That air of excitement propelled the organization for years with consistently high spirits. In fact, the other ingredient, to which many credit the duration of Cho!ces’ heyday, was a sense of humour — a loose and whimsical openness to any kind of new tactic in their struggle that kept things fun for the activists and infuriating for their targets. Though their methods were highly effective most of the time, surely it was often the fun that made it worthwhile. As various people I talked with recounted their favourites, they vary in detail and particulars, but all are accompanied by a proud grin or chuckle.

Orlandini remembers, “Some of them worked; some of them were catastrophes. I put together hits that were national embarrassments.”

“Not all of the hits worked, but you know, we did better than a baseball club; we were batting seven, eight hundred….We’d put ten hits together and eight of them would be spectacular and one of them would be a wipeout.” Of course it wasn’t long before this sort of active profile attracted more budding activists, another key to Cho!ces’ longevity and its legacy. When young people wanted to get active, Cho!ces was sure to feed their passions.

Will Seymour is a good example of someone who found what he was looking for. Majoring in political sciences at University of Winnipeg, and struggling with a world order largely deferent to Mulroney, Reagan and Thatcher, he ended up in Jim Silver’s Varieties of Socialism course, “thinking ‘this stuff is making a lot of sense.’ But at the same time, as the course went on I started feeling a little bit depressed, because it was all theory.'” So Seymour approached Silver after class one day looking for advice: “All he said to me was, ‘Okay, what are you doing Friday morning at 7:30?'”

Harold Schuster also learned to complement political awareness with action at the Friday morning meetings: “I used to thrive on those. I would go through withdrawal if I missed a meeting. [It was] a great training ground for a lot of people, young activists who had political ideas but didn’t know where they were coming from, how to channel some of that energy.

Several people who benefited from the informal training of Cho!ces’ heyday are still in the thick of Manitoba activism, or elsewhere. The Canadian Centre for Policy Alternatives is doing an Alternative Provincial Budget with Cho!ces. Todd Scarth of the Centre was attracted to Cho!ces in 1993. “Cho!ces had this amazing mentoring effect … I was politically aware but not politically active. It was a great way to learn real activism skills from people who had spent years earning those skills the hard way. I think for that reason the legacy of Cho!ces is in part people like me who learned quickly.”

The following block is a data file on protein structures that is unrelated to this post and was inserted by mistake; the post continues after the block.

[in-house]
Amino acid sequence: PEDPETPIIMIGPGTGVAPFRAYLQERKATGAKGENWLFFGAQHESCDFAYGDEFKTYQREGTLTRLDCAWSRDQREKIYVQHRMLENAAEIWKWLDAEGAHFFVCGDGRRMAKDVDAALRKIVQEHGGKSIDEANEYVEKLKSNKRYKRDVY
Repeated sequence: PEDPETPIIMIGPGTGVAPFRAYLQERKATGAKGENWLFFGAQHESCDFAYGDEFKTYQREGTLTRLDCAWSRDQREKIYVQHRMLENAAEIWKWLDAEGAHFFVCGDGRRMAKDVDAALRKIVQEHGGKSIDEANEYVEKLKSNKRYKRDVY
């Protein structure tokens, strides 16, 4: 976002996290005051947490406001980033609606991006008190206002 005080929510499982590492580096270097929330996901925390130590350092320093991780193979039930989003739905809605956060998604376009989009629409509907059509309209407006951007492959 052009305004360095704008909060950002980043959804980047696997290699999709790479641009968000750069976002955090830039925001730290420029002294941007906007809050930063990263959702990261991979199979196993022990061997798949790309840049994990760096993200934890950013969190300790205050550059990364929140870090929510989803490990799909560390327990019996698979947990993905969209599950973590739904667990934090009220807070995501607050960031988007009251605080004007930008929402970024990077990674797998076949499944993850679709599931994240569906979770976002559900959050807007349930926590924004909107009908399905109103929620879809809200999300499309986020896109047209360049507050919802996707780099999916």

Of course, excitement alone could not account for the sustained effectiveness of what Cho!ces did. Scarth as well emphasizes the sophistication of the minds involved, and their broad experience. “[C]oalition work is enormously complicated. Politically, it requires that you know the community very well. So, one of the things I got from Cho!ces was a sensitivity to the kind of knowledge of the broad left community you have to have to do things well…. Now that I look back on it my appreciation of how complicated that was, and how well it was handled, increases.”

With this came an ability to balance and integrate action and analysis, and involve people at more than one level. According to Jim Silver, “the legacy of Cho!ces is that we pioneered this notion of doing both direct action and hard-headed analysis. And I think the combination of the two made us very effective. The direct action was never just a demonstration on the steps of the Leg. It always had a sort of flair to it.”

It may have been a shift in this balance that led Cho!ces to become what it is now. For with the increase in recognition and demand for Cho!ces’ analysis work, it became clear that the resources were finite after all. As Orlandini explains, “One of the more important things that we did was the Alternative Budget. Chokes has reason to be proud of that. On the other hand it used up so much of our person-power that we ended up just doing budgets and we weren’t doing the hits any more, we weren’t doing the stuff that kept the government honest, except on the budgetary level.”

Harold Schuster agrees. “I put down the beginning of the end of Cho!ces to when we started doing the alternative budgets. That moved it from being — you know, 7:30 you come together, you come up with an idea, 9:00 you do it — to being something else. Now we got involved in these sort of longer projects and it took away some of the energy.”